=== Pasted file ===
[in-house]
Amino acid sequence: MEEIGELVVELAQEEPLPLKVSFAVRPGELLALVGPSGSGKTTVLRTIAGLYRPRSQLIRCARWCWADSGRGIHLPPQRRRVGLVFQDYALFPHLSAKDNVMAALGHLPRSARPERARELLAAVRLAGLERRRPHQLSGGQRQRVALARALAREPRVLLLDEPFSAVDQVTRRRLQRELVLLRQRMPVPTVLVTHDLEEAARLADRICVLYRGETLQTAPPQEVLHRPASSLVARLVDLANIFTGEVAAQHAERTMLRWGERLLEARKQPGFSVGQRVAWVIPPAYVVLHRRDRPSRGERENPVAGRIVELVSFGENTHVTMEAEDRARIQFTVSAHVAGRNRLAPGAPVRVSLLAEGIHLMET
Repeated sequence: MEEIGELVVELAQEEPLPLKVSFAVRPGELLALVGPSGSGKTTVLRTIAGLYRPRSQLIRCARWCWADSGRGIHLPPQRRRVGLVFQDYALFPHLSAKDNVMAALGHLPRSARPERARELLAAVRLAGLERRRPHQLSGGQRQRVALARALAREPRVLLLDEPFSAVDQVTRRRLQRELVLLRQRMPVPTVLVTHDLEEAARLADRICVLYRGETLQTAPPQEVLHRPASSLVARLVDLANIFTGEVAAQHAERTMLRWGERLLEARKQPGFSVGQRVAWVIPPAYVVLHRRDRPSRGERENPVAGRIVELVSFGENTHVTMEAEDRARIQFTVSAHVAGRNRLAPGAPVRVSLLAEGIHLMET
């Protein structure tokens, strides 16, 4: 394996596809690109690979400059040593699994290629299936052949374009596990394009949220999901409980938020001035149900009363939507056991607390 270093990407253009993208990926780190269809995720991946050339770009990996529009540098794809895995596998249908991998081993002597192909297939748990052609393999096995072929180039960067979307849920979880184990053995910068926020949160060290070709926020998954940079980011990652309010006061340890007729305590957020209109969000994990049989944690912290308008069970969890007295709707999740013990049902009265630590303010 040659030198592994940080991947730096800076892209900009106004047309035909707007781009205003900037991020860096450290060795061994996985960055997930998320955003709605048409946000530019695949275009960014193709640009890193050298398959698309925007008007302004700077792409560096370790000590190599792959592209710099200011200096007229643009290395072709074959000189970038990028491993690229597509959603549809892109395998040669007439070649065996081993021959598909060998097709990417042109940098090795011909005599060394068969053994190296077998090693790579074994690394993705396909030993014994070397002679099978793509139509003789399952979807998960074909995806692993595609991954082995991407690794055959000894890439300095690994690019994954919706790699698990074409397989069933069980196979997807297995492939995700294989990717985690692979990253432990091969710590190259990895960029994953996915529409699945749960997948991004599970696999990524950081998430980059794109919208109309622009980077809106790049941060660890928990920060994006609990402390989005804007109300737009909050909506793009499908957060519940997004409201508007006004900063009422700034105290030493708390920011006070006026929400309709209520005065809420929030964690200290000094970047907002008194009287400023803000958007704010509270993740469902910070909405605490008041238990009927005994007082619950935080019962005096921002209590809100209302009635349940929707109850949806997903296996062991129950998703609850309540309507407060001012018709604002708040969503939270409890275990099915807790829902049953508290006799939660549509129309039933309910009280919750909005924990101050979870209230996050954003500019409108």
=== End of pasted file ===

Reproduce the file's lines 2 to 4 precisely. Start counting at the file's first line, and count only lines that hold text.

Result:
Amino acid sequence: MEEIGELVVELAQEEPLPLKVSFAVRPGELLALVGPSGSGKTTVLRTIAGLYRPRSQLIRCARWCWADSGRGIHLPPQRRRVGLVFQDYALFPHLSAKDNVMAALGHLPRSARPERARELLAAVRLAGLERRRPHQLSGGQRQRVALARALAREPRVLLLDEPFSAVDQVTRRRLQRELVLLRQRMPVPTVLVTHDLEEAARLADRICVLYRGETLQTAPPQEVLHRPASSLVARLVDLANIFTGEVAAQHAERTMLRWGERLLEARKQPGFSVGQRVAWVIPPAYVVLHRRDRPSRGERENPVAGRIVELVSFGENTHVTMEAEDRARIQFTVSAHVAGRNRLAPGAPVRVSLLAEGIHLMET
Repeated sequence: MEEIGELVVELAQEEPLPLKVSFAVRPGELLALVGPSGSGKTTVLRTIAGLYRPRSQLIRCARWCWADSGRGIHLPPQRRRVGLVFQDYALFPHLSAKDNVMAALGHLPRSARPERARELLAAVRLAGLERRRPHQLSGGQRQRVALARALAREPRVLLLDEPFSAVDQVTRRRLQRELVLLRQRMPVPTVLVTHDLEEAARLADRICVLYRGETLQTAPPQEVLHRPASSLVARLVDLANIFTGEVAAQHAERTMLRWGERLLEARKQPGFSVGQRVAWVIPPAYVVLHRRDRPSRGERENPVAGRIVELVSFGENTHVTMEAEDRARIQFTVSAHVAGRNRLAPGAPVRVSLLAEGIHLMET
């Protein structure tokens, strides 16, 4: 394996596809690109690979400059040593699994290629299936052949374009596990394009949220999901409980938020001035149900009363939507056991607390 270093990407253009993208990926780190269809995720991946050339770009990996529009540098794809895995596998249908991998081993002597192909297939748990052609393999096995072929180039960067979307849920979880184990053995910068926020949160060290070709926020998954940079980011990652309010006061340890007729305590957020209109969000994990049989944690912290308008069970969890007295709707999740013990049902009265630590303010 040659030198592994940080991947730096800076892209900009106004047309035909707007781009205003900037991020860096450290060795061994996985960055997930998320955003709605048409946000530019695949275009960014193709640009890193050298398959698309925007008007302004700077792409560096370790000590190599792959592209710099200011200096007229643009290395072709074959000189970038990028491993690229597509959603549809892109395998040669007439070649065996081993021959598909060998097709990417042109940098090795011909005599060394068969053994190296077998090693790579074994690394993705396909030993014994070397002679099978793509139509003789399952979807998960074909995806692993595609991954082995991407690794055959000894890439300095690994690019994954919706790699698990074409397989069933069980196979997807297995492939995700294989990717985690692979990253432990091969710590190259990895960029994953996915529409699945749960997948991004599970696999990524950081998430980059794109919208109309622009980077809106790049941060660890928990920060994006609990402390989005804007109300737009909050909506793009499908957060519940997004409201508007006004900063009422700034105290030493708390920011006070006026929400309709209520005065809420929030964690200290000094970047907002008194009287400023803000958007704010509270993740469902910070909405605490008041238990009927005994007082619950935080019962005096921002209590809100209302009635349940929707109850949806997903296996062991129950998703609850309540309507407060001012018709604002708040969503939270409890275990099915807790829902049953508290006799939660549509129309039933309910009280919750909005924990101050979870209230996050954003500019409108």